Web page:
Perhaps you’ve noticed essential oils making cameo appearances in your yoga classes. Yoga teachers are acknowledging the benefits of and sharing oils in class more frequently than ever. The question is, what oils should you use and why? Essential oils have the ability, much like yoga poses, to uplift, to balance, and to calm. Here are a few essential oils that are widely available and could prove beneficial to your practice.
That heat, that heart-filled, soul-catching, delicious, sparkly fire begins with breath. The ujjayi Darth Vader whisper ocean breath. This breath is your beginning, your foundation. This breath is where your vinyasa will flow and change and build. If there is no breath, there is no place for the vinyasa to grow. Vinyasa without breath is just exercise. Breath gives you purpose, focus, and power.
Over the holidays, I found myself stealing away to take child’s pose. I excused myself to my bedroom, rolled out my yoga mat, and came into child’s pose. In a house filled with of friends and family, I was able to find balance and stability from this one pose.
It’s challenging enough being in a yoga class and wondering what the teacher is doing, let alone understanding what they’re saying in Sanskrit...Adhomukha-huh? Chata-what? I present, The Beginners Guide to Sanskrit. Once you know a few key Sanskrit words, you just might know what’s coming out of your teacher’s mouth.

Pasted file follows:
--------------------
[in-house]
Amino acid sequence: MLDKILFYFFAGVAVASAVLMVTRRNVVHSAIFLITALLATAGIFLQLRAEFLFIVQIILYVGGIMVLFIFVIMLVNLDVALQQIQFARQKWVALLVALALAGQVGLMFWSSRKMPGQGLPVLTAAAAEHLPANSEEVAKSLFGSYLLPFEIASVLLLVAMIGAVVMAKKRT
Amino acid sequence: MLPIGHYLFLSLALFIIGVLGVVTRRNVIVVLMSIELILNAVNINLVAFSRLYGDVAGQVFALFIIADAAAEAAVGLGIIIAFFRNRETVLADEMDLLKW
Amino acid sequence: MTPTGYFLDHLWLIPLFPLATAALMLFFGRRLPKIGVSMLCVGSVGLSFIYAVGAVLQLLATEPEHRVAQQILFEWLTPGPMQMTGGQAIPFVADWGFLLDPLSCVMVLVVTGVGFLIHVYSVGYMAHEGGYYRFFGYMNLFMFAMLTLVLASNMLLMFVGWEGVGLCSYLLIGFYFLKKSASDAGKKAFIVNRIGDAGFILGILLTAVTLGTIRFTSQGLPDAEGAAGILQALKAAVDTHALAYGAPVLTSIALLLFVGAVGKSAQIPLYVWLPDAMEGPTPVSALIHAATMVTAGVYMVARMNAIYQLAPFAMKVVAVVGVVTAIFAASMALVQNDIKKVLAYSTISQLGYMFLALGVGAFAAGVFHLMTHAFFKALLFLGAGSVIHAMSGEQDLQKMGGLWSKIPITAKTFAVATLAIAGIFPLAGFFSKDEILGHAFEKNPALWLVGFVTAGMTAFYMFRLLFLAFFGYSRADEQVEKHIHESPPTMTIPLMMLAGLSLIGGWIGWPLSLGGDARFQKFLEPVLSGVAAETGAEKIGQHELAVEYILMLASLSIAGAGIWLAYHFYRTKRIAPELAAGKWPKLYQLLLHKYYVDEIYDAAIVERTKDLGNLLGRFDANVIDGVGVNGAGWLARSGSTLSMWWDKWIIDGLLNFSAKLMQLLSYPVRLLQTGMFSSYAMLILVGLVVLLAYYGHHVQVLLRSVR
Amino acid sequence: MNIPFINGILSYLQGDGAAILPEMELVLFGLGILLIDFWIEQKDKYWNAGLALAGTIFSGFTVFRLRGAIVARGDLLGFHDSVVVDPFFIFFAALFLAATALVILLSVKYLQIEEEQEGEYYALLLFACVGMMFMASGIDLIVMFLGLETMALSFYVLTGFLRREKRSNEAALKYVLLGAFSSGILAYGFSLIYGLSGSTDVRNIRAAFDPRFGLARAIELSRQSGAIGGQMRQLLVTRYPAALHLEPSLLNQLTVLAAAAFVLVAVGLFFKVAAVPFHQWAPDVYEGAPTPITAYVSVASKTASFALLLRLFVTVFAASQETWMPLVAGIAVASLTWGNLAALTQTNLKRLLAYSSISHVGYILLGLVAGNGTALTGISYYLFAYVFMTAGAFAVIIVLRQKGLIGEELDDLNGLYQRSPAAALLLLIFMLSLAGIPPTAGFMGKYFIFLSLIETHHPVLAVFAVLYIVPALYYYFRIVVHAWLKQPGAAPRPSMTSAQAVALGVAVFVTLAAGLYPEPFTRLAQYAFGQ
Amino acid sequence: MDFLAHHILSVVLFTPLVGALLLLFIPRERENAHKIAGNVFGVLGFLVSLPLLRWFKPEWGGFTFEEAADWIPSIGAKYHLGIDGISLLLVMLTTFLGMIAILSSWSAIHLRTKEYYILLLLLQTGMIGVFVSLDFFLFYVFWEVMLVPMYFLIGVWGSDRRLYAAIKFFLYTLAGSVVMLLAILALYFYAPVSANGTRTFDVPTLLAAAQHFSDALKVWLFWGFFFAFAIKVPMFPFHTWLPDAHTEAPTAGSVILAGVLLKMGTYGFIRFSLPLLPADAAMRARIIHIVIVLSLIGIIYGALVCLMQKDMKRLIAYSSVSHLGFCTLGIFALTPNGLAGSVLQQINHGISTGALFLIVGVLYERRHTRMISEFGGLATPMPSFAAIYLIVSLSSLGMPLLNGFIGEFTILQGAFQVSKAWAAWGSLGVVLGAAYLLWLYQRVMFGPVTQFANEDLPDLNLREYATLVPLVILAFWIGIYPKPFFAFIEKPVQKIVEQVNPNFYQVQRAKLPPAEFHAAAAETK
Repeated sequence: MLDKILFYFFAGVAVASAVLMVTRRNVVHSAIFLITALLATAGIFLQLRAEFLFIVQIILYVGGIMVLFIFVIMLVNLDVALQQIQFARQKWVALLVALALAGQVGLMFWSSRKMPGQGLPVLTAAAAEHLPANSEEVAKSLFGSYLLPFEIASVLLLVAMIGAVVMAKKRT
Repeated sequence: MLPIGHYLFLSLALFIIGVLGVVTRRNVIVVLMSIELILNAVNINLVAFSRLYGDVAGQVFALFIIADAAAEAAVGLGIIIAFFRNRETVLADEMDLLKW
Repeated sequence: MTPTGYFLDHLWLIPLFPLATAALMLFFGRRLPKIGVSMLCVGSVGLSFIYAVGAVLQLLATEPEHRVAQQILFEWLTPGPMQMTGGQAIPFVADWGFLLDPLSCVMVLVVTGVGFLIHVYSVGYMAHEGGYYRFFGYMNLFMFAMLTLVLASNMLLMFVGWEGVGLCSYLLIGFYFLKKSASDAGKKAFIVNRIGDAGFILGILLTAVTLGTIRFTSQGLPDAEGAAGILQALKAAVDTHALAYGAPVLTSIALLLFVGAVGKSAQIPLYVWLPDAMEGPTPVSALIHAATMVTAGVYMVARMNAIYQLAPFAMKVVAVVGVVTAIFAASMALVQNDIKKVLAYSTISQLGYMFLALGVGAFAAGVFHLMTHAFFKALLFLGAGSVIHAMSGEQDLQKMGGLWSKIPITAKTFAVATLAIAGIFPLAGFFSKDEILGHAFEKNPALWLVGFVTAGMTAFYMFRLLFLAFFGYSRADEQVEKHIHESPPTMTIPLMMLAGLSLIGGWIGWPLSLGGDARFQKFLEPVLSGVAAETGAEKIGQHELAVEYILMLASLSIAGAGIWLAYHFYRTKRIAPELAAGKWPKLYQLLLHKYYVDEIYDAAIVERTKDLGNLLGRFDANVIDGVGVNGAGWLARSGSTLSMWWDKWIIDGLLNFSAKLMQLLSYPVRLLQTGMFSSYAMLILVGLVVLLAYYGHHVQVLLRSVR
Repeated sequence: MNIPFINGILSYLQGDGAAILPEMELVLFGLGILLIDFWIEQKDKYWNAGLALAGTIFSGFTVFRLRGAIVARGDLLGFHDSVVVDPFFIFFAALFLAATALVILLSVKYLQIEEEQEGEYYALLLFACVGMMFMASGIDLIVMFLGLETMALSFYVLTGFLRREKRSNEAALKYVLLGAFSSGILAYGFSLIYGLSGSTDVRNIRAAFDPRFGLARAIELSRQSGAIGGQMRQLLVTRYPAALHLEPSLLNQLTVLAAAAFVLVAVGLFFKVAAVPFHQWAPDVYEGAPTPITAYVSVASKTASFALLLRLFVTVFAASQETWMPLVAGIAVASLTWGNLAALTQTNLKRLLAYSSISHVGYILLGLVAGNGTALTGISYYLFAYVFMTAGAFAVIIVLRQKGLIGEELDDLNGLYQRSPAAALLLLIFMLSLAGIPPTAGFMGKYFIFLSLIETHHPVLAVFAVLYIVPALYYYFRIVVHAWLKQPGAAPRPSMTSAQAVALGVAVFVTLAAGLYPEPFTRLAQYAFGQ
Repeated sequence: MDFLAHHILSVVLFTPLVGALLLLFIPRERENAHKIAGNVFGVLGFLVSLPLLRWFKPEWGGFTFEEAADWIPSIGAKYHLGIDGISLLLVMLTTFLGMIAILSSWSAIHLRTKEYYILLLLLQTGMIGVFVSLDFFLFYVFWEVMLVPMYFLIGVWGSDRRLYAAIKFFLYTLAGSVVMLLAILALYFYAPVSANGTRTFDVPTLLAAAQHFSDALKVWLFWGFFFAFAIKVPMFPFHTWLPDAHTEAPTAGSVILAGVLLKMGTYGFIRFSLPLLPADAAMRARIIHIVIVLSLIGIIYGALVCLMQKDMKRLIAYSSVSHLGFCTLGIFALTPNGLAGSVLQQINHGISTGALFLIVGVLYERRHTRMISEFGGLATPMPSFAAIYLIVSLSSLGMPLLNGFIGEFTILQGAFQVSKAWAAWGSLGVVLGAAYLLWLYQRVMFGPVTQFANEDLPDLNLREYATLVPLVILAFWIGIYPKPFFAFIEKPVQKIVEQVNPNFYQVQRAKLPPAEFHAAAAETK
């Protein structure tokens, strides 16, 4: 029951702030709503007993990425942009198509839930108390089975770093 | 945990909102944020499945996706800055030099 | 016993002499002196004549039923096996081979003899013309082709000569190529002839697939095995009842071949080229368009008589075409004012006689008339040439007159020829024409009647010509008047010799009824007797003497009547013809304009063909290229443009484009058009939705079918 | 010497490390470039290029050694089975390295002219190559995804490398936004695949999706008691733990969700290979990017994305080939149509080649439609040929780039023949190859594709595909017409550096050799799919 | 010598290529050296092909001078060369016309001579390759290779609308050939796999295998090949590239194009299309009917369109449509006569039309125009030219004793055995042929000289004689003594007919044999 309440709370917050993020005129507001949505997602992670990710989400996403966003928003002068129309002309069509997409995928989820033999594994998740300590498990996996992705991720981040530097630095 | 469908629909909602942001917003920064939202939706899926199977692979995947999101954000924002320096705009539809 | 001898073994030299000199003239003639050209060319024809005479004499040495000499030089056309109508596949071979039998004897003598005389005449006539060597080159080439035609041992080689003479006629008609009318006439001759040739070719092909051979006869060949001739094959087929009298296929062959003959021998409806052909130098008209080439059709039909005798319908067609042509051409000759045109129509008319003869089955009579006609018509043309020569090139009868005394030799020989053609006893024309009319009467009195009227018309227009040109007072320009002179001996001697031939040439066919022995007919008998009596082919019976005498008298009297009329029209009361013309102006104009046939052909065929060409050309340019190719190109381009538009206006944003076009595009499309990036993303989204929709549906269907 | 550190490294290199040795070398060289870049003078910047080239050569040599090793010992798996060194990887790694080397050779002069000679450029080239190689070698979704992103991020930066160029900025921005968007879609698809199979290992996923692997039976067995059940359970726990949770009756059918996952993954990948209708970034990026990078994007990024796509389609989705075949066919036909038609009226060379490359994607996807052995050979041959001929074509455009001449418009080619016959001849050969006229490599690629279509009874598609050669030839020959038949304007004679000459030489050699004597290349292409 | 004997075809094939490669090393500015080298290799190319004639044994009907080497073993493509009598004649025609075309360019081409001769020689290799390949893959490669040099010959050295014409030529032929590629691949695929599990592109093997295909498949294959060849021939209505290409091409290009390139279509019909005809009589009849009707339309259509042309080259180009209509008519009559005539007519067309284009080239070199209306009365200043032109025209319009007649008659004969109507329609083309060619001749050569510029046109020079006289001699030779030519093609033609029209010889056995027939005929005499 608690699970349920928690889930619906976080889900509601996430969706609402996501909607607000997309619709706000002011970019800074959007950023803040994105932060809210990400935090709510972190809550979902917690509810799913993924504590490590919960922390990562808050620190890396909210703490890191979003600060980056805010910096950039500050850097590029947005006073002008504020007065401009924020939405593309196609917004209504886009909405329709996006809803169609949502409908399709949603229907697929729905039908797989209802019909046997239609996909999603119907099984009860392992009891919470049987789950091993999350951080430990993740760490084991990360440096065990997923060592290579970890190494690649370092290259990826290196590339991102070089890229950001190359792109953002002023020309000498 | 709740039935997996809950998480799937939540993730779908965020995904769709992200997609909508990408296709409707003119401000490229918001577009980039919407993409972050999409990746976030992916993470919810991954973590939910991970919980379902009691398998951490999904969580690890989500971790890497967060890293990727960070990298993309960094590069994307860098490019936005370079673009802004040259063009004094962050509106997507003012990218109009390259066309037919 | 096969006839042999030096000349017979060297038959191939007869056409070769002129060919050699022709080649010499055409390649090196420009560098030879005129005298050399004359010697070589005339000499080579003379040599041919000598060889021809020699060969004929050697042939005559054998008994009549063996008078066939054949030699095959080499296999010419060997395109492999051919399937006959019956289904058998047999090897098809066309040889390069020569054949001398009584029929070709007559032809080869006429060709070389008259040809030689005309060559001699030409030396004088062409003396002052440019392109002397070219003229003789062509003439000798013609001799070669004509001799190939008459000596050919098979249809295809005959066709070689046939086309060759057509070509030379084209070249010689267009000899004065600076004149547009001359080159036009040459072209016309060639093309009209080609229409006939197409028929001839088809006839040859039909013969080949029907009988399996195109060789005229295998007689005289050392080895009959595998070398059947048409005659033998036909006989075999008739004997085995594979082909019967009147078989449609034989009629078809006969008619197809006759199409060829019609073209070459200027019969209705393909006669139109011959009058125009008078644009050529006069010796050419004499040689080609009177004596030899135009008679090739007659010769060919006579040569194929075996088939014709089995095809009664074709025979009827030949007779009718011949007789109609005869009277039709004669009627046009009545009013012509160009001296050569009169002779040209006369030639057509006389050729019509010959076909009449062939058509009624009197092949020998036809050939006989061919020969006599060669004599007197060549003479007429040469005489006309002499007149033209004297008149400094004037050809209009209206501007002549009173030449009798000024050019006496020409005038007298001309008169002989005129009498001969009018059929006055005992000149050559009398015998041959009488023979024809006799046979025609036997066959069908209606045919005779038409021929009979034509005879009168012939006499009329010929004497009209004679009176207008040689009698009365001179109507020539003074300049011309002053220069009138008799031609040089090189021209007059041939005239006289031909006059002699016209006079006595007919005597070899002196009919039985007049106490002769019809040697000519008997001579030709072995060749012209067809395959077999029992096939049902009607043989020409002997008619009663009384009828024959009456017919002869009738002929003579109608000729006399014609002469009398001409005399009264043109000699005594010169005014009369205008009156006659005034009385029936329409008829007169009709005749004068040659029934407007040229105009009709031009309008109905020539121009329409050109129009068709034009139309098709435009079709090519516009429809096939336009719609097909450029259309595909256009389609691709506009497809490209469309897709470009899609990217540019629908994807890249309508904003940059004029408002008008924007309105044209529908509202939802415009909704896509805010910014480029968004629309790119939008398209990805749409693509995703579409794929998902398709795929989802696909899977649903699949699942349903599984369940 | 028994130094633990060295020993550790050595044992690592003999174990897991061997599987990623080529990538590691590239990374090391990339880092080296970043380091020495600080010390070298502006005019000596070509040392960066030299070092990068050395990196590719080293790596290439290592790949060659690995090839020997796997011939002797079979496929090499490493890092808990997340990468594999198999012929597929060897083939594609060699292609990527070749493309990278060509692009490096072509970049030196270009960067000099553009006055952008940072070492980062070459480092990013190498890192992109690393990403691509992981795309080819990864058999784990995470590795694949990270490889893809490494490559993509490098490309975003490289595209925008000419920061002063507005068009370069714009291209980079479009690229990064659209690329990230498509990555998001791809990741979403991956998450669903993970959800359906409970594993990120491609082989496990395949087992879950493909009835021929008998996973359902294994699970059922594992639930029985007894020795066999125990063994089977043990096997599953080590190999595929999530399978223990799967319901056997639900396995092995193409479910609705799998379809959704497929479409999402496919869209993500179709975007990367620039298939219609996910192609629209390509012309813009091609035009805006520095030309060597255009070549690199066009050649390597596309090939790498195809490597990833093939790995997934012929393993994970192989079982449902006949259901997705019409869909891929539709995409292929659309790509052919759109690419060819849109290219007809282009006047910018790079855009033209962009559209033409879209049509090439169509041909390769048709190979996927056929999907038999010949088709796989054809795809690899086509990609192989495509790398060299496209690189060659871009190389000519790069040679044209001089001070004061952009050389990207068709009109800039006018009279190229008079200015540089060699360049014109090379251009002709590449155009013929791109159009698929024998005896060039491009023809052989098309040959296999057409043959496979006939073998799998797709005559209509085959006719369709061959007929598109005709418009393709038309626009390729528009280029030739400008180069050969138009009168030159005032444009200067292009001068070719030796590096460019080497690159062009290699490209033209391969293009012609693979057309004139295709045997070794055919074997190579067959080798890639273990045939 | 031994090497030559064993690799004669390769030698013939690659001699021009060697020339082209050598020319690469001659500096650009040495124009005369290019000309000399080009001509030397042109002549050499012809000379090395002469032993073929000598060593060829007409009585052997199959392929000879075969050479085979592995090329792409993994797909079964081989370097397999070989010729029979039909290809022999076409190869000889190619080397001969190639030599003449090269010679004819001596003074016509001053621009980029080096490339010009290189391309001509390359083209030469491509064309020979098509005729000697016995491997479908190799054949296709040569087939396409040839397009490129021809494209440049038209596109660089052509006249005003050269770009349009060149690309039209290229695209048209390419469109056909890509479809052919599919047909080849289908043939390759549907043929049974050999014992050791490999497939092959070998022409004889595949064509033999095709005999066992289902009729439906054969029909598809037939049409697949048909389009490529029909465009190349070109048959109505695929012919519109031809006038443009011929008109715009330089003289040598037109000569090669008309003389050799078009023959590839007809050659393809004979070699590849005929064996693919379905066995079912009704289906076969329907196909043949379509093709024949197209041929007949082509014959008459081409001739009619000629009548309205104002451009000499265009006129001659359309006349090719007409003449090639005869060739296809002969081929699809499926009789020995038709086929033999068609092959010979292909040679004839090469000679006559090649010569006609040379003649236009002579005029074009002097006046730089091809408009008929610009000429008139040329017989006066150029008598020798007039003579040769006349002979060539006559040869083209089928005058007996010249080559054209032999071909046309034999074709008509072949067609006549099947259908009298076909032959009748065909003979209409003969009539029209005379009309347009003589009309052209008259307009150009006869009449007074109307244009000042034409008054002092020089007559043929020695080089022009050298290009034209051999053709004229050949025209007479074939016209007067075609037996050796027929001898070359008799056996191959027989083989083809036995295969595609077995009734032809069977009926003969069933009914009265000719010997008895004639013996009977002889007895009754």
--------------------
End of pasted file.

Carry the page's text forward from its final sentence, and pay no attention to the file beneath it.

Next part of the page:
I define gratitude as honor, thanks, and deep appreciation. Having the opportunity to practice yoga, a 3,000 year old tradition, brings forth tremendous gratitude as I give thanks for every generation, every person before me, who has passed this tradition on.
Winter is coming. Different seasons usually signify a change in our recreation habits. As you pack up your mountain bike and get out your skis, it’s important to practice mindfulness and bring your focus to different muscles that you may use in various sports. Skiing, both downhill and cross country, utilize the large muscle groups that need both stretching and strengthening.
Everyone wants to get a new perspective on things once in a while, and there is nothing like standing on one’s head to provide a fresh new outlook on life. Yoga practitioners have long understood the importance of balance for both the mind and the body, and they have created a number of inverted postures designed to soothe the mind and heal the body.
Years ago, I swore to myself I would never say, “find your drishti” in any of the classes I taught. I found it to be a tiresome, overused phrase that teachers said over and over again without providing explanation or relevance of the term. I truly had no idea what I was looking for; therefore, how was I going to find it?
Breath, or pranayama, is one of the most important pillars of a yoga practice. In fact, I would argue to say it’s the most important. Breath moves us through postures and stokes and soothes us. Breath can work to slow down the heart rate, warm up the body, and soothe the mind.
Being in the flow—you know the feeling. Life feels like a yes, everything (or most things) are running smoothly, you’re catching all the green lights, receiving hugs and support from loved ones, you feel an inherent sense of ease. This is “being in the flow.”
The Yamas and the Niyamas, the first steps on Patanjali's Eight Fold Path of Yoga, are guidelines to living a meaningful and purposeful life. When combined with the steps of recovery, these ethical practices can enhance emotional and spiritual healing to create a greater sense of wellbeing.
Let’s be honest. The world of yoga is quite vinyasa-centric. Chaturanga after chaturanga, downward dog after downward dog. However, the practice of yin yoga is slowly getting the time in the spotlight that it deserves. Yin yoga is the moon to vinyasa’s sun, the stillness to vinyasa’s movement, the ease to vinyasa’s effort, and literally the yin to vinyasa’s yang.